Deans Knight represents an endorsement of the continued application of long-established legal principles and a refinement of the approach to GAAR analysis without disturbing prior GAAR jurisprudence. As such, Deans Knight does not significantly change the legal framework of GAAR, as the Court’s reasoning is rightfully tethered to the de jure standard used in the corporate loss restriction rules and does not establish new legal principles, and the result of the case itself is largely fact-specific. From a practical perspective however, Deans Knight illustrates that if a taxpayer achieves an outcome highly similar to (or in this case, found to be “functionally equivalent” of) that at which a particular provision is directed, there is a very significant risk that it will be found to have come within the legislative rationale of that provision with the result that GAAR applies.

Deans Knight shows that courts are not hesitant to apply GAAR in a flexible and broad way to prevent outcomes they perceive to be contrary to Parliament’s intent. To the extent any justification previously existed for the government’s proposed legislative amendments to GAAR announced in the federal budget of March 28, 2023, Deans Knight decisively negates it. The existing GAAR jurisprudence, endorsed and refined by Deans Knight, is already performing the very functions that these legislative amendments to GAAR relating to abuse and misuse purport to address. We invite the government to rethink its proposed GAAR reform, following this clear indication from the Court.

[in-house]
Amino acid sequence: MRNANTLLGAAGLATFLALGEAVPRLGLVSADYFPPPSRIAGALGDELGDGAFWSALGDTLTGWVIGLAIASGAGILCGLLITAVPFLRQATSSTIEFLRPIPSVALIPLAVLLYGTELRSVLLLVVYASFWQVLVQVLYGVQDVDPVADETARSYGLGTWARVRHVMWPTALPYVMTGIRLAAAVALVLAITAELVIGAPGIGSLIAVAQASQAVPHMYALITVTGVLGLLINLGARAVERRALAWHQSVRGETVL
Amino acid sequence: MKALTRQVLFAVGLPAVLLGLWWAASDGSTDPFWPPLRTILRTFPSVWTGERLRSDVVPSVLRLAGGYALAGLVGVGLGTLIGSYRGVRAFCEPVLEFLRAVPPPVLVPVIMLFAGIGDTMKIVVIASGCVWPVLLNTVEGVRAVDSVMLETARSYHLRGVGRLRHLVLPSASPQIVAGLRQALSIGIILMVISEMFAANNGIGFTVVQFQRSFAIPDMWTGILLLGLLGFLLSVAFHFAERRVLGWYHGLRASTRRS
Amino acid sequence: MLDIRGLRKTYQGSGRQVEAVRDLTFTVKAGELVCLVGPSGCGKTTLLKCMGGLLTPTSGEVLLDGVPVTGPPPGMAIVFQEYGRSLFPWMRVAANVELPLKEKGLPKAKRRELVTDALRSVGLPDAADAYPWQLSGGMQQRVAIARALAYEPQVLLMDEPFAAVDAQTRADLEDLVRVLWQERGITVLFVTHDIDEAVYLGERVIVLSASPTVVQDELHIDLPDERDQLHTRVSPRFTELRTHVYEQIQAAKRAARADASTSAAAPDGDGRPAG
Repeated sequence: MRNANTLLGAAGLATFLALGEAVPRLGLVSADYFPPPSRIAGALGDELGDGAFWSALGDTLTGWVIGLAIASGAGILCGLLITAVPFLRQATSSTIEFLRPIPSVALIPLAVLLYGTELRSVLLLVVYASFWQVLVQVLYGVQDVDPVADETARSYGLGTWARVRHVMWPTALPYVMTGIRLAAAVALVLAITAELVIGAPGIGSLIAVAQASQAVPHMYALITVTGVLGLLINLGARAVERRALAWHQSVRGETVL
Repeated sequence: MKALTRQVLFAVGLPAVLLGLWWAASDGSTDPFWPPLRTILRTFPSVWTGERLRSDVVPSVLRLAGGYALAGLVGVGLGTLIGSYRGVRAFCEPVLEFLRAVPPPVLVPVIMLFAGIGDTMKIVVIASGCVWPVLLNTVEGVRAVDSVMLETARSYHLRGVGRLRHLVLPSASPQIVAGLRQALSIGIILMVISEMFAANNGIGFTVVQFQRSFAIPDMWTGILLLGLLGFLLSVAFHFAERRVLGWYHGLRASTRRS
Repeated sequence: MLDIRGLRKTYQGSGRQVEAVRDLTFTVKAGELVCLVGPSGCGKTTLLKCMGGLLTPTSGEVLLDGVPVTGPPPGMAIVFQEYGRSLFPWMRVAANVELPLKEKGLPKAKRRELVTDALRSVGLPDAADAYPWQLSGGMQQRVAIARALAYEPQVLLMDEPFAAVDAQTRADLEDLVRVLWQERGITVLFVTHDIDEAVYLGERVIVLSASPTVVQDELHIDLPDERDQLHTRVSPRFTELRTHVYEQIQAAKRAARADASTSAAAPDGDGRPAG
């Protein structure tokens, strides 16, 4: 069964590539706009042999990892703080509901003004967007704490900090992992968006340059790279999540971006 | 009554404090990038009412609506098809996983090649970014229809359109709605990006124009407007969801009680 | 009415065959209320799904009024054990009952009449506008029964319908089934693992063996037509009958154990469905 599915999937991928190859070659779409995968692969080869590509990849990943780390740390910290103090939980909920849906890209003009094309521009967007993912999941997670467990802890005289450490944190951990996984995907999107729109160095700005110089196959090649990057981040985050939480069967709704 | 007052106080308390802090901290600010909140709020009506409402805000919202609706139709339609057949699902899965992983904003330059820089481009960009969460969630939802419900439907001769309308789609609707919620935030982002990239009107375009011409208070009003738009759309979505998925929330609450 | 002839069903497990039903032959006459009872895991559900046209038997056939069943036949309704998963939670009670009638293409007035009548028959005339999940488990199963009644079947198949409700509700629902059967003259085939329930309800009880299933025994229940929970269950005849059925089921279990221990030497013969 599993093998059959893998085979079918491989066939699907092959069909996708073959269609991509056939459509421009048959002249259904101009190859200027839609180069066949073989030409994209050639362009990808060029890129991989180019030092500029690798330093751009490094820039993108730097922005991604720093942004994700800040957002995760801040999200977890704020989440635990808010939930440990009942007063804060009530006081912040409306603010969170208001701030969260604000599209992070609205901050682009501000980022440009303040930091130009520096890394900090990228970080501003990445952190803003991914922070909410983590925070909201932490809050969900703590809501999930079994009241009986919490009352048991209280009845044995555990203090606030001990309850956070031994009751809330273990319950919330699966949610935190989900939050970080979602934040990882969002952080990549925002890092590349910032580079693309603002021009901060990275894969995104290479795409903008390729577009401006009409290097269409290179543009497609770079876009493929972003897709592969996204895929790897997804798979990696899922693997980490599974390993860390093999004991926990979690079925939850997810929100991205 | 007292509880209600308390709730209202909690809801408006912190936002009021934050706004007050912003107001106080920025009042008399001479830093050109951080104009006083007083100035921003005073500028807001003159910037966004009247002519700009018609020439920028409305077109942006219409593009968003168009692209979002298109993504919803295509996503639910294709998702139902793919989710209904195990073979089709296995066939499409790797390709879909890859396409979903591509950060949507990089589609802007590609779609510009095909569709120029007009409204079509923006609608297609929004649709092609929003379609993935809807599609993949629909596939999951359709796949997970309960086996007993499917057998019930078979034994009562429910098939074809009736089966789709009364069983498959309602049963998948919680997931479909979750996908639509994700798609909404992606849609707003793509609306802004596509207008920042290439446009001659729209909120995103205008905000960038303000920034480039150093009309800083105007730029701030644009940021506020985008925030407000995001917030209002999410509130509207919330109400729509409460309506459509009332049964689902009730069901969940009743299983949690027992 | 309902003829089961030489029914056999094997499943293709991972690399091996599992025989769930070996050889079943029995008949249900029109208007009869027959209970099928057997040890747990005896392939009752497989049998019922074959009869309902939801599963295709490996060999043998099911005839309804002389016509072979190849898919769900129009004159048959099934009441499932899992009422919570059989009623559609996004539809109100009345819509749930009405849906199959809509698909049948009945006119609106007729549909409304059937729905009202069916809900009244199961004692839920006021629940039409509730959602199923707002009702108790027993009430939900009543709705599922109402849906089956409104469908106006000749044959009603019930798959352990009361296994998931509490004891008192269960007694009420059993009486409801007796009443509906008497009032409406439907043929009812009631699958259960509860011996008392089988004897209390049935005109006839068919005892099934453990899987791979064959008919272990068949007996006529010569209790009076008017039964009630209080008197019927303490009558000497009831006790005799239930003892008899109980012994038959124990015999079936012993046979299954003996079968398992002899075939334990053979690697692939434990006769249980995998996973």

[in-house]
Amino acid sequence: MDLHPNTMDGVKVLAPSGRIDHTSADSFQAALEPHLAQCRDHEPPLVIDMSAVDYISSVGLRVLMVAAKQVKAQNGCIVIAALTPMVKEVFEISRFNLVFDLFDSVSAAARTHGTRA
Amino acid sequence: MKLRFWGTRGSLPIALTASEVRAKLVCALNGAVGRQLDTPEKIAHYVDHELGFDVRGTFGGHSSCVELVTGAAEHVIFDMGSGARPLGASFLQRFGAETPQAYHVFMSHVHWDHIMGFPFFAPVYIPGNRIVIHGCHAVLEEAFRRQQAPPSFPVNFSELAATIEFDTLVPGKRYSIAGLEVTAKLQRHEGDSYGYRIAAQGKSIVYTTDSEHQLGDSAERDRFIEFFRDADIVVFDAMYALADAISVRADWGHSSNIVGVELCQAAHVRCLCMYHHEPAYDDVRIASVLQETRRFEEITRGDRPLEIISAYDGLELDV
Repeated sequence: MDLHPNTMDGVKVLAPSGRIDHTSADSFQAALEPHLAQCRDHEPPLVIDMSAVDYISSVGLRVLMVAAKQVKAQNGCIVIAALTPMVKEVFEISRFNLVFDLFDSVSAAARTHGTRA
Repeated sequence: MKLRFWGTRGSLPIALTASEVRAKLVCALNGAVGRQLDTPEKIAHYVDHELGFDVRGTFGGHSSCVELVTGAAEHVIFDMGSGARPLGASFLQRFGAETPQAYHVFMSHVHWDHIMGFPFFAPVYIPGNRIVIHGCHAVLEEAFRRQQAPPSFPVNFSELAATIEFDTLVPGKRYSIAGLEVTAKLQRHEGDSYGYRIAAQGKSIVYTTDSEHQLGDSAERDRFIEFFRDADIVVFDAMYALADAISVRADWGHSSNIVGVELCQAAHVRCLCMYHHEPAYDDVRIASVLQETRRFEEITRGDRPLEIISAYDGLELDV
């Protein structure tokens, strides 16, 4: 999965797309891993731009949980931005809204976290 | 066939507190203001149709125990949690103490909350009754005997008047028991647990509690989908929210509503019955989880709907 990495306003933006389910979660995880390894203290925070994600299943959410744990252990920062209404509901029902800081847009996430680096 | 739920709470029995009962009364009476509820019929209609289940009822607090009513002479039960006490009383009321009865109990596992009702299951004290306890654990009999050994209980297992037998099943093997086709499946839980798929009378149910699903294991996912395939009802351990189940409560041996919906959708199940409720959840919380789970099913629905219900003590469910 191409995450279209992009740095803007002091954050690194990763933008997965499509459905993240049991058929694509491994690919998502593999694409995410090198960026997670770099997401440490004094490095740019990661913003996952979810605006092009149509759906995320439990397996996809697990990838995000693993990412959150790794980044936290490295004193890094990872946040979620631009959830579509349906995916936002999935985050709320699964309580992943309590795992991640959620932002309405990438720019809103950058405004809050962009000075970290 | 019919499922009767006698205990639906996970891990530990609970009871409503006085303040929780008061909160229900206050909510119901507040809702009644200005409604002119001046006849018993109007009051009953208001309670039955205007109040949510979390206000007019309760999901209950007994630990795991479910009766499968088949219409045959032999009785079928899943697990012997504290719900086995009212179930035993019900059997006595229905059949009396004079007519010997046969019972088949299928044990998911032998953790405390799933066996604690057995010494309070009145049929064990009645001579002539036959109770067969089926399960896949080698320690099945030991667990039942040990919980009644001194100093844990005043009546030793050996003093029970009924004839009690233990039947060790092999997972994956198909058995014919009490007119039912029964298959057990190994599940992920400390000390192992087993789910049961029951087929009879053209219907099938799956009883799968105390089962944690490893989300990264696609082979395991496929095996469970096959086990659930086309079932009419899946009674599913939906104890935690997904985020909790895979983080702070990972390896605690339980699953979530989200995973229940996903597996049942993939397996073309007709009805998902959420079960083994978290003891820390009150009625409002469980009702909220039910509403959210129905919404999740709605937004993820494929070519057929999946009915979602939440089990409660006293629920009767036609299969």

The taxpayer, Deans Knight, began as a publicly-listed drug research and food additives company that experienced financial difficulty and underwent a reorganization under which it became a wholly-owned subsidiary of a new widely-held and publicly-traded corporation (NewCo). NewCo and Deans Knight entered into an agreement (the Investment Agreement) with an unrelated third party (Matco) under which:

  • in exchange for $3 million, Deans Knight issued a debenture to Matco convertible into 35 per cent of its voting shares plus non-voting shares that collectively represented 79 per cent of Deans Knight’s equity;
  • Deans Knight ’s business and the $3 million were transferred to NewCo, effectively leaving Deans Knight “a shell with no assets and one liability: an obligation to pay principal and interest to Matco under the convertible debenture”;6  and
  • Matco agreed to use its expertise to arrange a corporate opportunity for Deans Knight whereby new funds would be raised in an initial public offering so as to avoid triggering an acquisition of de jure control of Deans Knight under s. 111(5), such funds to be used to establish a business whose income would be sheltered by Deans Knight’s tax losses; and
  • Matco was obligated within a year to pay another $800,000 to NewCo (either to acquire NewCo’s Deans Knight shares or otherwise).

Diagram of organization